Town’s public safety head says enforcement will be streamlined

Rental Code Changes Proposed

Southampton Town Public Safety and Emergency Management Administrator Steven Troyd updates town board members on last year’s statistics and unveils potential changes for rental codes. Independent/Desirée Keegan

Officers are looking to enforce a different code this summer in Southampton.

Public Safety and Emergency Management Administrator Steven Troyd approached the Southampton Town Board January 24 with proposed changes to yearly and seasonal rental regulations. Major changes he asked the board to consider include eliminating a requirement that a landlord update tenants’ identities, removing the need for a garbage carter contract, disregarding the four-car parking limit between 1 AM and 6 AM, and making a two-year rental permit a flat $200 fee.

Those obtaining seasonal permits to rent their homes between May 1 and September 30 would need a separate permit apart from the rental permit, allowing use of a rental property for periods no less than seven days. No guests for those occupying a home with a seasonal rental permit would be permitted between 1 AM and 6 AM, and name and contact information of a person who would respond within an hour to correct any code violation must be provided to the Code Enforcement Department, and sent by certified mail to neighbors.

“We need to compromise somehow so we can better monitor and enforce codes,” Troyd said. “We also need leverage when enforcing these codes to ensure a homeowner is staying on top of some of the issues we’re facing — like saying that there’s a risk a seasonal rental owner takes when choosing not to follow the code.”

Councilwoman Christine Preston Scalera had some trouble with what she called some “major changes.” She cited Troyd’s presentation as a reason to keep the requirement for a garbage hauler’s contract. According to his department, Southampton Town handed out 914 notices of violation in 2018, 247 of them in Hampton Bays, 112 in Flanders and 100 in North Sea. In Hampton Bays there were 144 property maintenance charges, 64 in Flanders, 37 in Riverside, 36 in Bridgehampton, 23 in Shinnecock Hills, and 17 in Water Mill. Notices of violation for litter and dumping were also high across the hamlets.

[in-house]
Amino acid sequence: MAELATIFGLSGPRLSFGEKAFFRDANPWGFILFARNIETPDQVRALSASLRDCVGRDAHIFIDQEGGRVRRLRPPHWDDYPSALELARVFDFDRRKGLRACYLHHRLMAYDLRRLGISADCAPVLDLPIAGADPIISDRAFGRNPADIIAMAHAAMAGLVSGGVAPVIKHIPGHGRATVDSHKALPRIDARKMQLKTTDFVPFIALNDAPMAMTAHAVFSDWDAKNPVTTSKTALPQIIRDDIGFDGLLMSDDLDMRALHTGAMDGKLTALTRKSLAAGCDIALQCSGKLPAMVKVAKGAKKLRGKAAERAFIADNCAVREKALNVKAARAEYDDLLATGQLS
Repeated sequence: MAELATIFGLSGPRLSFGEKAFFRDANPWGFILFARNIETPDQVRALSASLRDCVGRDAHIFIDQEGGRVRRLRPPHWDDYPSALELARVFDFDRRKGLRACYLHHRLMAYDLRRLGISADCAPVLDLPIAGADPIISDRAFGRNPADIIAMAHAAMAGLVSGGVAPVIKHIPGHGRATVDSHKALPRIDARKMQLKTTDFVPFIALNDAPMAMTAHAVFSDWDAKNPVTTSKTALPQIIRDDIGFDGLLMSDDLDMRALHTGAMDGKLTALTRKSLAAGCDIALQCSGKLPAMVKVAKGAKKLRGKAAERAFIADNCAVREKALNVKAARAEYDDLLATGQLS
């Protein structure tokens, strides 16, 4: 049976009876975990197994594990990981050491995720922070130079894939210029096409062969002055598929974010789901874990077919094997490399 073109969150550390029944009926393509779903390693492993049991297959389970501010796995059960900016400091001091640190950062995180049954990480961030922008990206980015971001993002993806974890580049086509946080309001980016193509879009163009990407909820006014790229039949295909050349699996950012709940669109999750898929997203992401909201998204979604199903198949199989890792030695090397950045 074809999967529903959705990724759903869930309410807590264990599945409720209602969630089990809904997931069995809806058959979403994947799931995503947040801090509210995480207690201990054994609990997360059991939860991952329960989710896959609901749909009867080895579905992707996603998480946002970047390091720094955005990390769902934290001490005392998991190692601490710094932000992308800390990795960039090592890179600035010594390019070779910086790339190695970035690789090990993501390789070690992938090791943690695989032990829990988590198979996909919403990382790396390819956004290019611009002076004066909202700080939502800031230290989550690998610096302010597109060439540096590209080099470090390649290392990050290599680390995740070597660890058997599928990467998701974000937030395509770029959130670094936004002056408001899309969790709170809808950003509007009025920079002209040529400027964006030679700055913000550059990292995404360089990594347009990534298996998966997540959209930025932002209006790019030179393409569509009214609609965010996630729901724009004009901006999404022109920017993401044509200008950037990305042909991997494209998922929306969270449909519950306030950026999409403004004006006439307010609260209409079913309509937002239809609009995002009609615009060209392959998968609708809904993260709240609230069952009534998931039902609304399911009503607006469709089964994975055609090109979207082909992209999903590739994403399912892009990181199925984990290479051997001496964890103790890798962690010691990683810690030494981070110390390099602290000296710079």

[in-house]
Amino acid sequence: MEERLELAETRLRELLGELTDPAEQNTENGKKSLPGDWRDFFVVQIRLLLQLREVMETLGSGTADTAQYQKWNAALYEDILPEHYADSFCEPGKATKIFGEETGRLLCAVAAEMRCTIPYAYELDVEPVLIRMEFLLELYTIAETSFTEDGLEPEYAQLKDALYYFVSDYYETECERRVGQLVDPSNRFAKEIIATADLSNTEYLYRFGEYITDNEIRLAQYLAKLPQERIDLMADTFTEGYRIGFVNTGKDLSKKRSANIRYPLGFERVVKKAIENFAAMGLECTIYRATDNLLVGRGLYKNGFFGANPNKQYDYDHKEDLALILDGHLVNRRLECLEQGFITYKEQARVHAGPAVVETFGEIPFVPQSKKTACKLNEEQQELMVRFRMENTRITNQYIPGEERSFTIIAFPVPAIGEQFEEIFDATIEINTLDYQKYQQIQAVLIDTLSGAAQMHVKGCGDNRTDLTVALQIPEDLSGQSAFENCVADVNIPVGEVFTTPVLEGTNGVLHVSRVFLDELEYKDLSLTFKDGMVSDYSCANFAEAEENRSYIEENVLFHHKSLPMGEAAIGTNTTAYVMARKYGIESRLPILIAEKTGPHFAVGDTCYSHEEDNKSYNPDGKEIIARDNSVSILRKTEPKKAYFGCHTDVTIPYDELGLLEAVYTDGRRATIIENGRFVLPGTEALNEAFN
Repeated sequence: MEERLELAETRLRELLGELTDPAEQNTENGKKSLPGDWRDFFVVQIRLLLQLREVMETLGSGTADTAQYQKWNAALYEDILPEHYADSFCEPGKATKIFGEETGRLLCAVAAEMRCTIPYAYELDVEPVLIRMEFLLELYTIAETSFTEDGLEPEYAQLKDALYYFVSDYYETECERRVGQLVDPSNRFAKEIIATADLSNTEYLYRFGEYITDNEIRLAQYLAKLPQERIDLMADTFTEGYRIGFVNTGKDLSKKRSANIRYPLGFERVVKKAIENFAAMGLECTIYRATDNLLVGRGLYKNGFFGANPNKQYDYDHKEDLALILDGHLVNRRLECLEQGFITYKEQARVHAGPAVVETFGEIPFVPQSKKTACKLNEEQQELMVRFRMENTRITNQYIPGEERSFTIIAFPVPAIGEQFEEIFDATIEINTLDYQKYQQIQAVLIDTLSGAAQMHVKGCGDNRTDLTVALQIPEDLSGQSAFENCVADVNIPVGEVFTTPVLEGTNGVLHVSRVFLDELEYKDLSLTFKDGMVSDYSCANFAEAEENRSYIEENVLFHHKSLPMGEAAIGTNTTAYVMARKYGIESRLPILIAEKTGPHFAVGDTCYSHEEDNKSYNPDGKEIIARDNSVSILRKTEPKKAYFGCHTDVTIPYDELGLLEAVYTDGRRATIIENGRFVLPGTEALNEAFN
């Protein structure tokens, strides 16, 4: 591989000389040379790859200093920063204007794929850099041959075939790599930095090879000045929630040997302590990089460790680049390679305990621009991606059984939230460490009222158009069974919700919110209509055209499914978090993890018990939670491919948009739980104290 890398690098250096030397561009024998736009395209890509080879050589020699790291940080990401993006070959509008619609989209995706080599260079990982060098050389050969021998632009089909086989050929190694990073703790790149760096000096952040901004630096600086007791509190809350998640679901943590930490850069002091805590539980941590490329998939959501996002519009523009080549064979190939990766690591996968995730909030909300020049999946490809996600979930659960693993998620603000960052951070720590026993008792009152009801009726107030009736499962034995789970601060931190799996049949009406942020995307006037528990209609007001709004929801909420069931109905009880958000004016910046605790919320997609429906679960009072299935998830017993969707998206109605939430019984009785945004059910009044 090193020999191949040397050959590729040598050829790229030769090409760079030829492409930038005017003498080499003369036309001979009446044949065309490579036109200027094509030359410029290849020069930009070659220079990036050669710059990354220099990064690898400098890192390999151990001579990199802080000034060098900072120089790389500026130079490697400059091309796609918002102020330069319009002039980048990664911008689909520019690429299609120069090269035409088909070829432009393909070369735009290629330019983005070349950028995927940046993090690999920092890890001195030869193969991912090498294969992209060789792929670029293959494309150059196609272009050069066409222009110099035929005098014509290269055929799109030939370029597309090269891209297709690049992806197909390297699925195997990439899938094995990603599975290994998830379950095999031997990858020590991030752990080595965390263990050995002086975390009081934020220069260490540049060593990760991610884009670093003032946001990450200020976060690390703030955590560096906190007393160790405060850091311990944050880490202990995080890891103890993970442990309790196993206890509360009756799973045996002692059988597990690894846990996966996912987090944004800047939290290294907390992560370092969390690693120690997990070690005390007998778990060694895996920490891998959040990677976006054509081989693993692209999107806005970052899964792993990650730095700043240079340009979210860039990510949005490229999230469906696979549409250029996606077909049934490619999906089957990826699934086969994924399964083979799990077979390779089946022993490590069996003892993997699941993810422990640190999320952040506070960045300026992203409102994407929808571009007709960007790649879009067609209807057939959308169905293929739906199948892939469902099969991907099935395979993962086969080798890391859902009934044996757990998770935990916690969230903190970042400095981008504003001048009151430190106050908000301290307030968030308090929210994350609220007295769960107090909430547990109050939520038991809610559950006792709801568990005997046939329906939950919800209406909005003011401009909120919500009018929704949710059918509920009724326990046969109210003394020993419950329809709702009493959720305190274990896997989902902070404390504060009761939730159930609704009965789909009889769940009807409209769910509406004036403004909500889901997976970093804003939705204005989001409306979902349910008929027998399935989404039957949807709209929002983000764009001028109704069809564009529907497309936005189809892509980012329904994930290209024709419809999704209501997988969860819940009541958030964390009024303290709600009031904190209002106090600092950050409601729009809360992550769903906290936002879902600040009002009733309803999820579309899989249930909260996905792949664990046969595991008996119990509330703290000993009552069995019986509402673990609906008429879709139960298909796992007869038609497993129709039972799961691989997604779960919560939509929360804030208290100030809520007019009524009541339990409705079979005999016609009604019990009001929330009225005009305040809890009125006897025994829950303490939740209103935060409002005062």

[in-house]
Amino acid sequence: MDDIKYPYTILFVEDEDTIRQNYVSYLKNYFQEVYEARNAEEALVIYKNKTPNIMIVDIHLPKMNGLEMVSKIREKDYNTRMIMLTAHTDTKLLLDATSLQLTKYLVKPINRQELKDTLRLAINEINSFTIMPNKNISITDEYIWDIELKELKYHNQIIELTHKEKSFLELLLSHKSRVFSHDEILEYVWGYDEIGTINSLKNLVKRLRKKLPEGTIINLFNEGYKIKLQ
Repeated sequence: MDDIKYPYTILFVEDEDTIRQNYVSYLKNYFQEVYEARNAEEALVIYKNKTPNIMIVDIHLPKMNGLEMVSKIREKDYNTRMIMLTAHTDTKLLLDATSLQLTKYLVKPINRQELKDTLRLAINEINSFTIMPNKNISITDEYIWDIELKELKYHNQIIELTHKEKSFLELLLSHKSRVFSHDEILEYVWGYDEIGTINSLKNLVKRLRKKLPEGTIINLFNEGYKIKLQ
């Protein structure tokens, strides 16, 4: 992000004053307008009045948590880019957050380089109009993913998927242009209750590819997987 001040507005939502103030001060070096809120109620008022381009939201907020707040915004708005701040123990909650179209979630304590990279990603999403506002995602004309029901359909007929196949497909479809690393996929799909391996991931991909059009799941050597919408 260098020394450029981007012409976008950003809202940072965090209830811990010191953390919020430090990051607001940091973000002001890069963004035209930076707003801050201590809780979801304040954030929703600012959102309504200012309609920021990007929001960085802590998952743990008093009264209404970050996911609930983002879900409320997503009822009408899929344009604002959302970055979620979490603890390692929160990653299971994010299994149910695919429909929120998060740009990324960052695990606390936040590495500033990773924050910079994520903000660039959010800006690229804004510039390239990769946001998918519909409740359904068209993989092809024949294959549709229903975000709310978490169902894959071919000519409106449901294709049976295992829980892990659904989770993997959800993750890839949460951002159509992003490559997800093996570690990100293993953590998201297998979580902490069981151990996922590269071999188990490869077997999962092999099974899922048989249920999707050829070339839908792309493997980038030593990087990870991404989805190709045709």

“Property maintenance is one of the highest violations,” she said. “Keeping the carter contract is trying to be proactive and get in front of the issue.”

Preston Scalera also did not agree with disseminating homeowner contact information to neighbors. Supervisor Jay Schneiderman said partiers renting could be a real problem for short-term rentals, and homeowners may prefer a neighbor call to discuss a problem instead of having the neighbor contact the town.

Preston Scalera saw it differently. “We don’t want to pit neighbor against neighbor,” she said.

Other changes Troyd would like to see approved were for safety issues, with which the board agreed. This includes expanding the definition of a rental property to include commercial properties, condominiums, co-ops, and accessory apartments.

“This is very important, because you have apartments above commercial establishments, maybe a cooking establishment, and it’s very important to make sure that the rental is safe and that they’re being inspected,” Troyd said. “Right now, the building only gets a commercial inspection, so we really don’t know what’s going on above.”

He said he’d divide the inspection process with the town fire marshal, who already does the commercial code inspections. As for accessory apartments, the building department hands out accessory apartment permits, ensuring the space is built properly, and the public safety department will provide rental permits, which last for two years.

Troyd also cited pool violations across the town. Last year, there were 17 notices of violations in Water Mill, a popular hamlet for summer rentals, 15 in Hampton Bays, 14 in Bridgehampton, eight in Shinnecock Hills, and three in Remsenburg, Speonk, and Riverside.

“It sounds like a small thing, but the results could be tragic,” Troyd said, asking the board to set up an advisory campaign prior to the summer season informing residents they should have a self-closing gate surrounding their pool with an alarm. “It’s my personal peeve. I still don’t understand why we don’t have gates and alarms,” he said.

To ensure renters remain safe, he also proposed that a landlord be required to show proof that he or she is under contract with a pool service, which would clean the pool and maintain chemical levels.

Southampton Online Solutions, the town’s online complaint system that was launched a year-and-a-half ago, logged more than 2000 complaints. There were 1284 in 2018 and just 300 when Troyd first took office in August 2017. While he said the SOS system has increased workload and heightened the number of properties cited for violations, it’s also made work easier, with a log and tracking system for complaints, which are assigned a number and a color on a map so the progress in solving the complaint can be tracked. Red means a complaint has been logged, yellow that it is under review, and green that it has been addressed. By December, more than 1700 had been marked green, he said.

Town officials asked Troyd to come back to the next work session meeting, January 31 at 10 AM, to go over his proposals in more detail and work together to come up with changes both parties are happy with.

See Proposed Rental Code Changes.

desiree@indyeastend.com